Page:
In my last post, I shared my experience as a “Twitter Ambassador” at a recent conference. I ended up working with a principal who was already on Twitter, but wanted to engage her faculty with the social media tool. In conversation with her, I realized that sometimes, understanding Twitter (like understanding anything new) requires some metaphors.
In this post, I want to build on the idea that hashtags (#) are a way to have a public, real-time (or over-time conversation) conversation with other people on Twitter. Hashtags= whiteboards at the front of the room where if everyone had a marker, he or she could publicly post their response to a prompt or write a message to that whole room. Now, let’s talk about how you would organize multiple conversations or metaphorically, if you had multiple whiteboards you were monitoring throughout your school.
Metaphor 2: Twitter Apps (Hootsuite) = Excel Spreadsheets
Along with Twitter’s rising popularity, a wave of apps have been created to interact with your twitter account and twitter feed. Two of the most popular are TweetDeck and HootSuite. I recommend the latter because in addition to a nice webpage, it also has an app for your iPhone, iPad, or Android. TweetDeck is an extension on Chrome and has a nice web page but no mobile apps.
Situation: After searching to make sure your own Twitter hashtag (Example: #WhitefordTchrs) was not being used by anyone else on Twitter (your search turned up no results), you now want to be able to follow ALL postings to Twitter with that hashtag. You also want to be updated immediately when people use the hashtag so that you can monitor comments and respond quickly.
Default Solution: Obsessively check your Twitter feed. Scroll down furiously and read everything to make sure you don’t miss any of your followers’ tweets with this hashtag. Then you go to the search box and type in the hashtag to make sure you see if anyone else on Twitter has used it. Repeat hourly.
App Solution: Use Hootsuite to aggregate** your conversation into easy-to-read streams of information like an excel spreadsheet!**2nd definition if you click on link
Notice in the picture above that each “column” or as Hootsuite calls them “streams” represents one conversation happening around one hashtag. So if a principal asks her faculty to use one hashtag to discuss/share (#Whitefordtchrs), she could create another hashtag to start a Twitter conversation with students (#Whitefordstdnts), and still a third to communicate with parents (#Whitefordprnts).** Instead of having to track down all of the tweets with different hashtags within the Twitter app or website, the principal could simply create a stream on Hootsuite to visually organize the different conversations in one place…like an Excel spreadsheet.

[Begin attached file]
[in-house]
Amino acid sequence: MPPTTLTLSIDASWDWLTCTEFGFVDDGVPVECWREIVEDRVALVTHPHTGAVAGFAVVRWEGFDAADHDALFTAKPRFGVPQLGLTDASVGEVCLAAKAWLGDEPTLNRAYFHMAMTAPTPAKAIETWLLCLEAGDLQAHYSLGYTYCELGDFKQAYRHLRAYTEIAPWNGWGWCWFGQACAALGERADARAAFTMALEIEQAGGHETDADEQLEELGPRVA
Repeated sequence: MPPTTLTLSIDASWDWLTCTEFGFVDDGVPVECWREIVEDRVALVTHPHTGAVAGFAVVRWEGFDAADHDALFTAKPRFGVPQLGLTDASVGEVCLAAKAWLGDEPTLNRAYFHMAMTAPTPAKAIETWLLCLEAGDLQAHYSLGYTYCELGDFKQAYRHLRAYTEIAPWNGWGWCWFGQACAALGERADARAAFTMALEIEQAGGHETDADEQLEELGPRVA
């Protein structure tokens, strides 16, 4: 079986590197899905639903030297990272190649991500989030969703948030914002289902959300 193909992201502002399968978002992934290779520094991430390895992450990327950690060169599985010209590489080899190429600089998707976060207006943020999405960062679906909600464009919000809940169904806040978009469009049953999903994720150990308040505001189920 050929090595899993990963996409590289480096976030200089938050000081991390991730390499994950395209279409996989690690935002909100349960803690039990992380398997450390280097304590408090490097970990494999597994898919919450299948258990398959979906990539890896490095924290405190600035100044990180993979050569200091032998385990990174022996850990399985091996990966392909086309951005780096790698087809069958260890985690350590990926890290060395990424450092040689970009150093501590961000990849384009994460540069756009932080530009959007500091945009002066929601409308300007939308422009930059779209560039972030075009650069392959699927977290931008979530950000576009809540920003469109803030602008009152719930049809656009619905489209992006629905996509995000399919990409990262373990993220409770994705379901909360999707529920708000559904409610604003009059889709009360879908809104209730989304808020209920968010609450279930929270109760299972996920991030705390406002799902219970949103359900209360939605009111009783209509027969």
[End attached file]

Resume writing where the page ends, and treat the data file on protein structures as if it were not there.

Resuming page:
Having your streams organized around hashtags ensures that you can involve anyone in the conversation without having to follow them on Twitter to see ALL of their personal updates.
Another benefit to Hootsuite is that it allows you create a tweet and schedule it to go out later. Imagine: you sit down at your desk to plan out your week on Sunday and you create a tweet for each day. Then you schedule them, and respond each day to those who are engaging with your tweet–but the planning is thought out ahead of time and you are keeping your goal to engage multiple groups through this social media. Cool huh? There’s actually so much more that Hootsuite provides, but I will let you discover it when you go here to sign up for your own account 🙂
Part 3 of this short series will show you how to preserve a valuable and aggregate a valuable conversation for later or continued discussion. The next post will introduce you to another app that works with Twitter–Storify.
**I only abbreviated “teachers,” “students,” and “parents” in these examples to use less characters. Each tweet allows only 140 characters including punctuation and spaces, so the less characters in a hashtag the better!